Although, I don't think it is a major issues if you tell them what your issue is and try to fix it. Not to be IT support but do you know the causes of your issues? Saying that you have bad internet or an old computer gets you a lot more sympathy than simply apologising.
September is the main start date for most PhD students. You can in theory start a PhD anytime of the year but most universities will push you towards 3 or 4 start dates (September, January, June mainly). So if you can wait until September 2022 you will have far more funded opportunities. If you need start to mid 2022, you might find that other PhDs have unofficial flexible start dates. A lot of PhD supervisors can start the PhD a few months earlier or later if you ask for it but it depends on the funding.
Self-written projects have a longer application process that requires the early application date. It is also more competitive. I don't have any experience writing a PhD proposal but I think its difficult unless you have a research area in mind already. Out of curiosity what field are you in?
To be honest, you are in a grey area and you can probably get away with anything if the supervisors & university agree. Generally you want your supervisory team to cover most the proposed PhD sub-areas and it can be in any order. You can get supervisors across different universities if both agree so that you can get more options if necessary. Though if you are having trouble choosing, have you considered your own strengths and weakness and what the main focus of the PhD is? Ideally your first supervisor knows the main area of your PhD and the second/third supervisors help with specific areas. The alternative is to go with a hands off supervisor that will let you do what you want without any input except signatures, which is a bit risky.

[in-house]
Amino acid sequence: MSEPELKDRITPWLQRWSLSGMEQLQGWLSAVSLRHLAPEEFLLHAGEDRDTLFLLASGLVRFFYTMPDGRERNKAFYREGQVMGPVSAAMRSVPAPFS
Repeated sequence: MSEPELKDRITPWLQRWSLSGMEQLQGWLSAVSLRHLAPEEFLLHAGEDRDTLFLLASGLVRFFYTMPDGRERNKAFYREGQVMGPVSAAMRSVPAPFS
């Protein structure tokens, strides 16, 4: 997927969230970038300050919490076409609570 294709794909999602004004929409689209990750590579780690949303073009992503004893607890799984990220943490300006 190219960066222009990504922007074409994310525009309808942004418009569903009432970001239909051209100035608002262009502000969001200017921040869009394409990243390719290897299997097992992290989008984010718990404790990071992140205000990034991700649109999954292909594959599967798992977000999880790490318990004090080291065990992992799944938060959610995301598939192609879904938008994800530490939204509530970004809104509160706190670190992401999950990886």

Also, I should point out that if your first supervisor is in psychology, your PhD will most likely be in psychology and not art. It is very university specific but it may limit your submission options and you might not be allowed a practice based illustration thesis (honestly, I don't know what that is).
Give the universities admissions teams a call or email and ask them directly. The admissions teams are usually very helpful and can give you definitive answers about what you are eligible for or what you require. Volunteer and internship experience will probably count towards something but every course has different starting expectations that can easily be found out via communication.
I am sorry I missed your missed your post earlier.
I went through something similar for my Master's dissertation, where I wrote most of it in just under two weeks with minimal sleep. Similarly, I had the data but kept putting off writing, which made me feel overwhelmed, so I would delay writing even more. To be honest, it was quite rough but I got a decent grade despite scoring a zero for my conclusion (even I couldn't understand my sleep deprived conclusions). Though I feel kinda lucky that I had that issue then and could learn from it for my PhD.
Since then, I am still a procrastinator with writing issues but I have learned how to manage some of my issues. The biggest things that helps me is to write a structure and not edit my work until I have a draft of everything. As I find that once I have a rough draft of everything, the overwhelming feeling drops a little bit and I can prioritize my work better. Mainly because I think the overwhelming feeling is more a fear of failure and perfectionism. So I try to get past the overwhelming phase by producing the bare minimum I think I need to submit and tell myself the good bits will compensate for the bad bits, but crucially I know I can submit. After that I can focus on improving individual areas instead of the daunting challenge of writing several chapters. Though that is what worked for me and you will probably be different.
Writing a PhD thesis is probably the most academically challenging pieces of work you will ever face. A PhD would not be worth it if wasn't hard. So don't give up now when you are the final hurdle it (allegedly) gets easier afterwards.